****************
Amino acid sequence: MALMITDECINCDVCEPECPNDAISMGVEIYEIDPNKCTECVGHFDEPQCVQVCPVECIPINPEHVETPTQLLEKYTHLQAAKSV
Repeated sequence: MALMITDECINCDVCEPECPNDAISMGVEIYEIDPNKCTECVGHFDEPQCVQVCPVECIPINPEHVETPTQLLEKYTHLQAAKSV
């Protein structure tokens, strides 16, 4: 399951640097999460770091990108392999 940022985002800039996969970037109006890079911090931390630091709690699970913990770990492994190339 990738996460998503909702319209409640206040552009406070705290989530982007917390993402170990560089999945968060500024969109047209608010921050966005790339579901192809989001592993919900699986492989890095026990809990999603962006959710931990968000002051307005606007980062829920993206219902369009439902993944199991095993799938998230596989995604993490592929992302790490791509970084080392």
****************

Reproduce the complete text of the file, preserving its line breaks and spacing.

Amino acid sequence: MALMITDECINCDVCEPECPNDAISMGVEIYEIDPNKCTECVGHFDEPQCVQVCPVECIPINPEHVETPTQLLEKYTHLQAAKSV
Repeated sequence: MALMITDECINCDVCEPECPNDAISMGVEIYEIDPNKCTECVGHFDEPQCVQVCPVECIPINPEHVETPTQLLEKYTHLQAAKSV
């Protein structure tokens, strides 16, 4: 399951640097999460770091990108392999 940022985002800039996969970037109006890079911090931390630091709690699970913990770990492994190339 990738996460998503909702319209409640206040552009406070705290989530982007917390993402170990560089999945968060500024969109047209608010921050966005790339579901192809989001592993919900699986492989890095026990809990999603962006959710931990968000002051307005606007980062829920993206219902369009439902993944199991095993799938998230596989995604993490592929992302790490791509970084080392």